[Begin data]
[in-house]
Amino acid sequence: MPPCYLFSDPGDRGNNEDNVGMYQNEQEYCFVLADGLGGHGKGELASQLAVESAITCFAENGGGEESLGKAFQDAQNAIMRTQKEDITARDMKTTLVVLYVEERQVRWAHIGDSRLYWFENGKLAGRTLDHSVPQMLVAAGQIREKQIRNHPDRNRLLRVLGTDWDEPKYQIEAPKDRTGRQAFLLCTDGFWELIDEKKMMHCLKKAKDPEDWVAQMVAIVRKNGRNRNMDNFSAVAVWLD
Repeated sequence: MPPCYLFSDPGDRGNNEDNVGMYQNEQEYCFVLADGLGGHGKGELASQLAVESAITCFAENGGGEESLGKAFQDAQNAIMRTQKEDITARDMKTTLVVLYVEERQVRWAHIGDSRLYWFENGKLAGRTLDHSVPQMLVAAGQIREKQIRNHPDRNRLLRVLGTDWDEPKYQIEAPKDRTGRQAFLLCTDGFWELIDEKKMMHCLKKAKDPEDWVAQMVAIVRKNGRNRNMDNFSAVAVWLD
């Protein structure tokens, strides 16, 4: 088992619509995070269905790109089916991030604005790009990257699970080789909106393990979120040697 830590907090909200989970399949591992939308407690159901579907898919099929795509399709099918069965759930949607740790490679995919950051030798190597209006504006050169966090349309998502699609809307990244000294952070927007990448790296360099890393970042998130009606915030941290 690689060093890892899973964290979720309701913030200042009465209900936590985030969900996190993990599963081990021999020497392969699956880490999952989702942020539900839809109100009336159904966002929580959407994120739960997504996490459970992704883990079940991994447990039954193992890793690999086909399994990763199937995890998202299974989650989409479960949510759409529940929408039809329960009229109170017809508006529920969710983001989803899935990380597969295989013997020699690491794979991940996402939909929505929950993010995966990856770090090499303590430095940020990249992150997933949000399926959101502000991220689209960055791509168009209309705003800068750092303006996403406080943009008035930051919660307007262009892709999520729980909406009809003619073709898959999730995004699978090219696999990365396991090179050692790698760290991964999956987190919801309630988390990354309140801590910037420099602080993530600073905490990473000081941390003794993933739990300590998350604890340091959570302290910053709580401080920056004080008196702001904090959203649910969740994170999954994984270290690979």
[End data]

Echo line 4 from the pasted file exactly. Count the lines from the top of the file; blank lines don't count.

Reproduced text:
């Protein structure tokens, strides 16, 4: 088992619509995070269905790109089916991030604005790009990257699970080789909106393990979120040697 830590907090909200989970399949591992939308407690159901579907898919099929795509399709099918069965759930949607740790490679995919950051030798190597209006504006050169966090349309998502699609809307990244000294952070927007990448790296360099890393970042998130009606915030941290 690689060093890892899973964290979720309701913030200042009465209900936590985030969900996190993990599963081990021999020497392969699956880490999952989702942020539900839809109100009336159904966002929580959407994120739960997504996490459970992704883990079940991994447990039954193992890793690999086909399994990763199937995890998202299974989650989409479960949510759409529940929408039809329960009229109170017809508006529920969710983001989803899935990380597969295989013997020699690491794979991940996402939909929505929950993010995966990856770090090499303590430095940020990249992150997933949000399926959101502000991220689209960055791509168009209309705003800068750092303006996403406080943009008035930051919660307007262009892709999520729980909406009809003619073709898959999730995004699978090219696999990365396991090179050692790698760290991964999956987190919801309630988390990354309140801590910037420099602080993530600073905490990473000081941390003794993933739990300590998350604890340091959570302290910053709580401080920056004080008196702001904090959203649910969740994170999954994984270290690979």